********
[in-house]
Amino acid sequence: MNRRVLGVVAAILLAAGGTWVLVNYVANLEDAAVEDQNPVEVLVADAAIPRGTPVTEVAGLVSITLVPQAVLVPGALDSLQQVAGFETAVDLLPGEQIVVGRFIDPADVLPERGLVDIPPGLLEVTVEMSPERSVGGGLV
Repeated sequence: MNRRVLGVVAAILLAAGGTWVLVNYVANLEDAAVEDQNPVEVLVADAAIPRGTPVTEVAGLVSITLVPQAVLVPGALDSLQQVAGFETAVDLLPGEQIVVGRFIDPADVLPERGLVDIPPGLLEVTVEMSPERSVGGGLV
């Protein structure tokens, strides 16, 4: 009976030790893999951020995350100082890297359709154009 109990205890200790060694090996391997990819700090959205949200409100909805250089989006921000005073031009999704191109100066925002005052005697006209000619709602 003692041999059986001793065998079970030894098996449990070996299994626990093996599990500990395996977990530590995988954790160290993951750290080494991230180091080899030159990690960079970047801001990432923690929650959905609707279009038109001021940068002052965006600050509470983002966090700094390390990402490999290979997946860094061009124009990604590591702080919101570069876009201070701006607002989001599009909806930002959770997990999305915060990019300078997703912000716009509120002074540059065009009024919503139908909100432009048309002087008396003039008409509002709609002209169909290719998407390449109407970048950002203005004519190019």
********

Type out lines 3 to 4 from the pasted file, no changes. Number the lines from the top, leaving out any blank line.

Repeated sequence: MNRRVLGVVAAILLAAGGTWVLVNYVANLEDAAVEDQNPVEVLVADAAIPRGTPVTEVAGLVSITLVPQAVLVPGALDSLQQVAGFETAVDLLPGEQIVVGRFIDPADVLPERGLVDIPPGLLEVTVEMSPERSVGGGLV
């Protein structure tokens, strides 16, 4: 009976030790893999951020995350100082890297359709154009 109990205890200790060694090996391997990819700090959205949200409100909805250089989006921000005073031009999704191109100066925002005052005697006209000619709602 003692041999059986001793065998079970030894098996449990070996299994626990093996599990500990395996977990530590995988954790160290993951750290080494991230180091080899030159990690960079970047801001990432923690929650959905609707279009038109001021940068002052965006600050509470983002966090700094390390990402490999290979997946860094061009124009990604590591702080919101570069876009201070701006607002989001599009909806930002959770997990999305915060990019300078997703912000716009509120002074540059065009009024919503139908909100432009048309002087008396003039008409509002709609002209169909290719998407390449109407970048950002203005004519190019």